It comes after Gazprom, Russia’s state-owned energy corporation, reportedly reduced the gas flow to the EU, telling the media that they expect “a cold and snowy winter”. Charts showed the decrease came via Belarus and Poland by 70 percent and via Ukraine by 20 percent in just one week. Sharing the shocking data on Twitter, BILD’s political editor Julian Ropcke stated Mr Putin is “at war,” using gas “as a weapon”.
He added that the Russian President is “calling the Merkel-Biden bluff,” as Germany has done “nothing” to counter the move.
It comes as a group of European Union lawmakers questioned the Nord Stream 2 pipeline’s compliance with the bloc’s laws as it awaits approval from German regulators.
The line, agreed between German Chancellor Angela Merkel and Mr Putin, travels from Russia into Germany through the Baltic Sea, bypassing Ukraine and Poland.
Many warned at the time that it could be used as a “geopolitical weapon,” and now fears are surging that those predictions have come true.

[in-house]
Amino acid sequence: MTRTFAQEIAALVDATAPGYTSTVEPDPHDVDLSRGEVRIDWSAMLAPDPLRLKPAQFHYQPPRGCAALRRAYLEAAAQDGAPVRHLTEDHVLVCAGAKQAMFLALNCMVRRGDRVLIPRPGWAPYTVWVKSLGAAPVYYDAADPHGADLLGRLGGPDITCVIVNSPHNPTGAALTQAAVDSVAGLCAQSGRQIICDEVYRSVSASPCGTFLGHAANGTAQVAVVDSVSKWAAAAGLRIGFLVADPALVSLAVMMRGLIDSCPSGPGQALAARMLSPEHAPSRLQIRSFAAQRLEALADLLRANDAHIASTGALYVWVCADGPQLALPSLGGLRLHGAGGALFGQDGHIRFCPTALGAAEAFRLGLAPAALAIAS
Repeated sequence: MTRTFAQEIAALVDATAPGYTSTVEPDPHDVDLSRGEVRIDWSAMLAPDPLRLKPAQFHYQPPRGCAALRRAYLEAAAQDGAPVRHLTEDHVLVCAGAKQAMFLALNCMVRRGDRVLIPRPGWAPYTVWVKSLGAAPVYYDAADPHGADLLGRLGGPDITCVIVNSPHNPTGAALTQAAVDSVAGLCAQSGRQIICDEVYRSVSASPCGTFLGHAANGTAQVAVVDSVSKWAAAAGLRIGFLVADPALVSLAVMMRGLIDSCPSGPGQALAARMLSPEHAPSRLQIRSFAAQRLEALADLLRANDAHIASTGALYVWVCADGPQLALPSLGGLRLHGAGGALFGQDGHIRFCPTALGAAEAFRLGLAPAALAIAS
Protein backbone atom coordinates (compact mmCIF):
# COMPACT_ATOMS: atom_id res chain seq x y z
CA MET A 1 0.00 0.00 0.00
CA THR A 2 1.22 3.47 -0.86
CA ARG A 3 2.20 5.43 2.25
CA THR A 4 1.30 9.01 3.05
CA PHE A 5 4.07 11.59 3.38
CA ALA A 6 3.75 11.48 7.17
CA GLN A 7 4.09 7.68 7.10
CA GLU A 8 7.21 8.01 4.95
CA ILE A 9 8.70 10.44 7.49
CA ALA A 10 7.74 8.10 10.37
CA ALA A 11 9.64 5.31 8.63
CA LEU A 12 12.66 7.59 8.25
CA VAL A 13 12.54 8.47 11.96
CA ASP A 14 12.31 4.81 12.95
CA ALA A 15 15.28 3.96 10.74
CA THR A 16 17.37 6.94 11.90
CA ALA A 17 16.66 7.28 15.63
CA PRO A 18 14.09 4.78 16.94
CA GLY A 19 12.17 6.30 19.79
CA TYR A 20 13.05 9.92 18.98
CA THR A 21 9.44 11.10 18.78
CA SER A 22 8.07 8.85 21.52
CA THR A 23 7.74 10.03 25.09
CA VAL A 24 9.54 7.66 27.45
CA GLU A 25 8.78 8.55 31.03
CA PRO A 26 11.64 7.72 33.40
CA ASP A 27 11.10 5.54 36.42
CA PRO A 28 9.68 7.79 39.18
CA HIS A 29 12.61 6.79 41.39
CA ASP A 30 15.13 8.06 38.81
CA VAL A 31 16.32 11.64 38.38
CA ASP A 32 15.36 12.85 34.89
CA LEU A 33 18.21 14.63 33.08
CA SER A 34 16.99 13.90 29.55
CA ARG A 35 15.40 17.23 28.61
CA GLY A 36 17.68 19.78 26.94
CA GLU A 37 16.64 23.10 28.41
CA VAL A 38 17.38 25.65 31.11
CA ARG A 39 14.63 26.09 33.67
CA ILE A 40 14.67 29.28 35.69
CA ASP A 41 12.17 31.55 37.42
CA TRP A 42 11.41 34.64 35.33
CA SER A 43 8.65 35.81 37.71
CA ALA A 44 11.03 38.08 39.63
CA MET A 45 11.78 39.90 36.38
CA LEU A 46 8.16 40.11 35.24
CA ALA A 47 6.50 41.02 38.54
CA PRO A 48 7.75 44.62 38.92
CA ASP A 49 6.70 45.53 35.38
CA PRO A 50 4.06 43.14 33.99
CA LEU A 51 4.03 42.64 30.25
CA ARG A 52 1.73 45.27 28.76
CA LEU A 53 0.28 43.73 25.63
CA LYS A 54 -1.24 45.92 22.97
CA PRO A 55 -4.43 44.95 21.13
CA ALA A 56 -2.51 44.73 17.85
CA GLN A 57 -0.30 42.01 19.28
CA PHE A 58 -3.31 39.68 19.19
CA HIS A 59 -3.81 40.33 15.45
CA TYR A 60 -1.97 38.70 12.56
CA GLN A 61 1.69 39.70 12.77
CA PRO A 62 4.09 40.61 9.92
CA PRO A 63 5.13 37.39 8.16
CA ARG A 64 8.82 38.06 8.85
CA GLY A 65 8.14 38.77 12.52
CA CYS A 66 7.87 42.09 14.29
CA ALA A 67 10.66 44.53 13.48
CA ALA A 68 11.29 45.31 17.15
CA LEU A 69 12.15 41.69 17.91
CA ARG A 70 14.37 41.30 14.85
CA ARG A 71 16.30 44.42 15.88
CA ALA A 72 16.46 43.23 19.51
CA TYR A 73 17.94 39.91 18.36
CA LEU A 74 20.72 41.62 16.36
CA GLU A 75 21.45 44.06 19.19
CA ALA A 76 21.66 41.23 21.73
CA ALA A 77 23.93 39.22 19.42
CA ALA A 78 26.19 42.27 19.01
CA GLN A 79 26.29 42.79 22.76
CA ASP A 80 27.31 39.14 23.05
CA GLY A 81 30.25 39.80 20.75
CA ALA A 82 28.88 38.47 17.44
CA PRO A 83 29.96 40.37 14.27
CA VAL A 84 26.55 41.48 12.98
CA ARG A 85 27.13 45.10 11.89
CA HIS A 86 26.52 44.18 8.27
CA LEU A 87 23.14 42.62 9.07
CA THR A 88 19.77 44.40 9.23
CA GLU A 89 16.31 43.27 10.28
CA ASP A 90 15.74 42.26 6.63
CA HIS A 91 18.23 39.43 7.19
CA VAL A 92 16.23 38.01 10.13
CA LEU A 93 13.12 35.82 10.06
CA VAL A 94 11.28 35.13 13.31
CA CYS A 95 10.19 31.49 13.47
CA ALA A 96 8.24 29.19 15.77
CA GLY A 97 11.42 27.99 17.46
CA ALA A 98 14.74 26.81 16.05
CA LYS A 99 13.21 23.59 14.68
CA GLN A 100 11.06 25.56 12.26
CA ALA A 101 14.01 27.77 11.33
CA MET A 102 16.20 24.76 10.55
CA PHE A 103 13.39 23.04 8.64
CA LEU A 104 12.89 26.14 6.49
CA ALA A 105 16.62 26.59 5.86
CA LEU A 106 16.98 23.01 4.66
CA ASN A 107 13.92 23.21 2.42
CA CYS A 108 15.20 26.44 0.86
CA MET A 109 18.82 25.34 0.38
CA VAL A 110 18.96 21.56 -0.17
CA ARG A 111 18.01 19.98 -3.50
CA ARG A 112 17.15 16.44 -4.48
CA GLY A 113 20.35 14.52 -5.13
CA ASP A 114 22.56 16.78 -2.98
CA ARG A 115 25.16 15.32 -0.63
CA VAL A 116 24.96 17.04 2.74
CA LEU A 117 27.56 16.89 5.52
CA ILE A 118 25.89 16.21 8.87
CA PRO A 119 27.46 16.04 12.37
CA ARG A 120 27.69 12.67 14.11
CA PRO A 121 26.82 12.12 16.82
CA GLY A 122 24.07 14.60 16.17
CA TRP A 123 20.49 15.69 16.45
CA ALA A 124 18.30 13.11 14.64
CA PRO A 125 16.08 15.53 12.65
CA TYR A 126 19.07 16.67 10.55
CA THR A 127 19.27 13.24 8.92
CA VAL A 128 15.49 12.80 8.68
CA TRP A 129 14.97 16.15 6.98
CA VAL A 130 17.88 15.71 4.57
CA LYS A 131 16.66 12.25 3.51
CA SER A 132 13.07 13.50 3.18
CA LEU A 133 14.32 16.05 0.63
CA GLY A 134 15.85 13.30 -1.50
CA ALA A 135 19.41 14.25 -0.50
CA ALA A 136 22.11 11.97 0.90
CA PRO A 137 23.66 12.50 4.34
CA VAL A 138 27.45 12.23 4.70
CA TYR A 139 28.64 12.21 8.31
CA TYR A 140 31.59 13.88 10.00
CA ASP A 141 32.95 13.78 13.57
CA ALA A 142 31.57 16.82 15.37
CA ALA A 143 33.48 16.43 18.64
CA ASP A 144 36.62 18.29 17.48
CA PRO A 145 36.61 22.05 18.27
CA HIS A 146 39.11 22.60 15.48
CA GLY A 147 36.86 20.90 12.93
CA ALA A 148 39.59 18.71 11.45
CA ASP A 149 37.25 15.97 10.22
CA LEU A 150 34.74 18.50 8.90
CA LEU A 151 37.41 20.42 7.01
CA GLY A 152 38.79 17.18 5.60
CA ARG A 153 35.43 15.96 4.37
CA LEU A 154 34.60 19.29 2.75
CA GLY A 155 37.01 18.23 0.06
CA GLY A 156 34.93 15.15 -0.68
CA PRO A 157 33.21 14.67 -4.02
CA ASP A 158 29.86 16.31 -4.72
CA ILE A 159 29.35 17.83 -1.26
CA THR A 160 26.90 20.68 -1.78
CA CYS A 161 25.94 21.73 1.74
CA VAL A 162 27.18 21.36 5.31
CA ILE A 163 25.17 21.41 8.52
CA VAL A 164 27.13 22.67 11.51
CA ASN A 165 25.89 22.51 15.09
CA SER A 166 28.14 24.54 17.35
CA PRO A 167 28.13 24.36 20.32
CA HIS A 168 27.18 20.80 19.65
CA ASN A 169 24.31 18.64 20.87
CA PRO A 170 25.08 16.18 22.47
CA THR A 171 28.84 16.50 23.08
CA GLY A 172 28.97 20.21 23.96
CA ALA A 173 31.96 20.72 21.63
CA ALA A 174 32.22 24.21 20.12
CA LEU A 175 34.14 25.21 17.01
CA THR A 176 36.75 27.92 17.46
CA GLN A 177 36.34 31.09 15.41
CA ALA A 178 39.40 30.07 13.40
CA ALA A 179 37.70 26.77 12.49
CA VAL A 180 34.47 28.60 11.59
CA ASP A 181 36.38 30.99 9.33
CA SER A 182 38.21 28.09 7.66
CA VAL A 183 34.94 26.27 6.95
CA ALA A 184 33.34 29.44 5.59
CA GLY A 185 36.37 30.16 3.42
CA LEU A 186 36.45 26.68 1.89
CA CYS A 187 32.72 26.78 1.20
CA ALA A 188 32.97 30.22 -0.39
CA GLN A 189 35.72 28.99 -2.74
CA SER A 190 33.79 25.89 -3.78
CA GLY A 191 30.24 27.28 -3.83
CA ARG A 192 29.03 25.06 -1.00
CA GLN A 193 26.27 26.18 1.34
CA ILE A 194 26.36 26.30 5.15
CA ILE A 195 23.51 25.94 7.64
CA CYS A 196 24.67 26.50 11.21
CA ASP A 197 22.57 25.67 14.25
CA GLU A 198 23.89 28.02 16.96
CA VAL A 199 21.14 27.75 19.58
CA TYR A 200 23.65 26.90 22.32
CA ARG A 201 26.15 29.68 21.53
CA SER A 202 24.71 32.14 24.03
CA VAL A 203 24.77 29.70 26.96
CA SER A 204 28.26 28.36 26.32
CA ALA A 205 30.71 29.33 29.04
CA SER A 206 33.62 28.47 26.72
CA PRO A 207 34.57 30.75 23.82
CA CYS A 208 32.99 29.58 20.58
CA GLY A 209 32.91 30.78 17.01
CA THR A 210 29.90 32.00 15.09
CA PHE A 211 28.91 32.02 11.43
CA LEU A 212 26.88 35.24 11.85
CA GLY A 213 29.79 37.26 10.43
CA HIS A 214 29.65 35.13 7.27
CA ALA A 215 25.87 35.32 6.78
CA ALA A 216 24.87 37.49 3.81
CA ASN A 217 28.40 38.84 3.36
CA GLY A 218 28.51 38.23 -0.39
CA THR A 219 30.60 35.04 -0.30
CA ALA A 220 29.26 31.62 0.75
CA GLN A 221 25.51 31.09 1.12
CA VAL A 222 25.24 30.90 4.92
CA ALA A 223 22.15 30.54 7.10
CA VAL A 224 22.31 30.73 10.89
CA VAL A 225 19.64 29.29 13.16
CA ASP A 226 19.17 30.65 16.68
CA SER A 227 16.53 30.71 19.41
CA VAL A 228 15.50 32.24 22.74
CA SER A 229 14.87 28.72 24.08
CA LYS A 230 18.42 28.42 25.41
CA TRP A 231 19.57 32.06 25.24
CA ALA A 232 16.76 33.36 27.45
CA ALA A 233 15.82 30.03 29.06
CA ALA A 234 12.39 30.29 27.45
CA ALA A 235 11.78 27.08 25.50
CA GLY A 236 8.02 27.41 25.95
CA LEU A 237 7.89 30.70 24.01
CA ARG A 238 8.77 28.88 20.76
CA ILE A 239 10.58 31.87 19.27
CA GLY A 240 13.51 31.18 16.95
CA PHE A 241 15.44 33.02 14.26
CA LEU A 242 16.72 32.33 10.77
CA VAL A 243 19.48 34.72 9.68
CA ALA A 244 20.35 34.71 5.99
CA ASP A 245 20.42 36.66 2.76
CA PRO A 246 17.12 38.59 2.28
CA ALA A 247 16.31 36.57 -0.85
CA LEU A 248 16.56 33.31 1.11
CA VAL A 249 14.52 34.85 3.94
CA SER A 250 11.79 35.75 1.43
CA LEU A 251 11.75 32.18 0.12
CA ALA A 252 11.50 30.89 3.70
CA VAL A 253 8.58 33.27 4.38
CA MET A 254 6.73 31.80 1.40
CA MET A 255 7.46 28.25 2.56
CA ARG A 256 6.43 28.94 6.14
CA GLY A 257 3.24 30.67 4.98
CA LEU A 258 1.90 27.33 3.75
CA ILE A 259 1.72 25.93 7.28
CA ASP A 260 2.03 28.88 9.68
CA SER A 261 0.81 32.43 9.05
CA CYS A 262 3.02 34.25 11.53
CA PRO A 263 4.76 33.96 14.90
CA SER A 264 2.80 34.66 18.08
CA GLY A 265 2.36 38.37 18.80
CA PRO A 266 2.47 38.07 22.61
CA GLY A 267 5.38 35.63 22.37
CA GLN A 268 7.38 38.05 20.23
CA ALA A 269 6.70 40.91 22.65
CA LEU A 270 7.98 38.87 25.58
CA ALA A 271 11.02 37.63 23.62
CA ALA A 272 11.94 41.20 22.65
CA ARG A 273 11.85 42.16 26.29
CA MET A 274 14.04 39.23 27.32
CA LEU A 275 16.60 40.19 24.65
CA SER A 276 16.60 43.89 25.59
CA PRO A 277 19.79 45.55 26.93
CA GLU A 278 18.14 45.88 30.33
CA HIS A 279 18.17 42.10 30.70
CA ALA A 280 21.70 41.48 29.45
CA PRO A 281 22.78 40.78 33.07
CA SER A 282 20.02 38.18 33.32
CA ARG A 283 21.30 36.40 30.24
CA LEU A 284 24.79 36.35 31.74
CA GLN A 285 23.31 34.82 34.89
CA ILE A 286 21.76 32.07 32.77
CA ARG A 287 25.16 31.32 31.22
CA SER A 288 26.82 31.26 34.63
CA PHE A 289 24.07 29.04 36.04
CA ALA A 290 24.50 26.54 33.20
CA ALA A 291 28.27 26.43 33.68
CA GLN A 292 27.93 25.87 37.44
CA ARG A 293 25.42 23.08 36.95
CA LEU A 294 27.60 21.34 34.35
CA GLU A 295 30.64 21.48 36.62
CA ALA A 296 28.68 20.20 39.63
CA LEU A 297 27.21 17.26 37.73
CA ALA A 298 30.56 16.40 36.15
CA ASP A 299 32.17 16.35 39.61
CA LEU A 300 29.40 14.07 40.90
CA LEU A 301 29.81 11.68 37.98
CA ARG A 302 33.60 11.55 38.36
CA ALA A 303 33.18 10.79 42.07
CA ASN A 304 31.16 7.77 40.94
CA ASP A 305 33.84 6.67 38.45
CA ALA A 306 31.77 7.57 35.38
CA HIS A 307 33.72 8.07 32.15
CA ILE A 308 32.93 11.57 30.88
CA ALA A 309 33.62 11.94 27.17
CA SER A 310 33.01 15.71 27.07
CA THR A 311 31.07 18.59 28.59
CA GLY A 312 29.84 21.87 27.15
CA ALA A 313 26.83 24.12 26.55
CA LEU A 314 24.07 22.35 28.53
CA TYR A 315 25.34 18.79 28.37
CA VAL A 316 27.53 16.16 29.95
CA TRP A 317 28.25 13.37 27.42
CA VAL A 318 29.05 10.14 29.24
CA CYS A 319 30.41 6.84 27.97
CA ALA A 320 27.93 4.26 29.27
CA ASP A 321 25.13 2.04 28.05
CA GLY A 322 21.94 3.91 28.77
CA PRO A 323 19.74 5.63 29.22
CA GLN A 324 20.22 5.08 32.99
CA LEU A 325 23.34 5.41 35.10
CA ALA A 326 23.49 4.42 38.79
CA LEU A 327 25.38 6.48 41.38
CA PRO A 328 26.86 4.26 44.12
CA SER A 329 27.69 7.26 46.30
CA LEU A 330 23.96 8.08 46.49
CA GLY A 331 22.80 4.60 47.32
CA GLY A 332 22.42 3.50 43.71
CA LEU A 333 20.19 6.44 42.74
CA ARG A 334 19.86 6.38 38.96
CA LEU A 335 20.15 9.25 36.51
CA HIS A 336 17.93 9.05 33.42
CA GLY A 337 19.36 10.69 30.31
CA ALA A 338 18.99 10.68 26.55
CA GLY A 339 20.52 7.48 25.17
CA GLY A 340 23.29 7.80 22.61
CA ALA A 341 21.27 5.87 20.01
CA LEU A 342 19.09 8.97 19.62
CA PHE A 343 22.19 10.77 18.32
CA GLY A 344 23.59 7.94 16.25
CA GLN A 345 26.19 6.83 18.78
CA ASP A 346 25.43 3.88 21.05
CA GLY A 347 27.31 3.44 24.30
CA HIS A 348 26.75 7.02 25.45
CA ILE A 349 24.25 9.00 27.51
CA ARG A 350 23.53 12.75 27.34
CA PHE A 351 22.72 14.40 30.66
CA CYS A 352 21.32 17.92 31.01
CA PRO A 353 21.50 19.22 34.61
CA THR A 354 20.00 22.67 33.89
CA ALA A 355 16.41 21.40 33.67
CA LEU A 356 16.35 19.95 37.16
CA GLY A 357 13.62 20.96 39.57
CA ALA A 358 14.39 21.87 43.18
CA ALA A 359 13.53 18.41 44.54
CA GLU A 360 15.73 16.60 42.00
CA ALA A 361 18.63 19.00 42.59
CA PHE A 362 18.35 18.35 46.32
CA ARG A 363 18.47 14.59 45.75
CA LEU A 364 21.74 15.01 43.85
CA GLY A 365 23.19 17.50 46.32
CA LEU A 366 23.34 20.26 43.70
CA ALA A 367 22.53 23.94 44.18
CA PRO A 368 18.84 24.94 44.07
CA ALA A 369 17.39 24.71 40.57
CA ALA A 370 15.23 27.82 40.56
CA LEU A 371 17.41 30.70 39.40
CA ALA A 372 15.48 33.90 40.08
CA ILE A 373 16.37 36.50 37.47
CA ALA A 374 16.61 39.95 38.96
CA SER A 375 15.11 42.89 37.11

The European Commission is now looking into complaints that Gazprom is using its position as a major supplier to propel gas prices, the European Union’s energy policy chief said.
The Russian supplier is said to be fulfilling its sales obligations under long-term contracts but is not adding more.
That has drawn accusations by EU lawmakers that it is pushing up gas prices in Europe, which have surged to record highs.
European Energy Commissioner Kadri Simson told Reuters: “We are looking into this claim, together with Executive Vice President (Margrethe) Vestager, who is responsible for competition rules, because it is, of course, a very serious matter.
Latest estimates say “around 40 percent” of the EU’s natural gas imports come from Russia.
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Mr Putin told a government meeting that green energy and low investment in the extraction industries were to blame for what he said were “hysteria and some confusion” in Europe’s energy market.
He added: “Some people are speculating on climate change issues, some people are underestimating some things, some are starting to cut back on investments in the extractive industries. There needs to be a smooth transition.”
Brussels will next week publish a “toolbox” outlining countries’ options to respond to energy price spikes, such as consumer subsidies and energy tax breaks. Some governments have already rolled out such measures.
Countries including Spain, France, and Poland have said the price crunch should be met with a coordinated EU response, such as reforms to EU energy market regulations, or common gas purchasing by member states.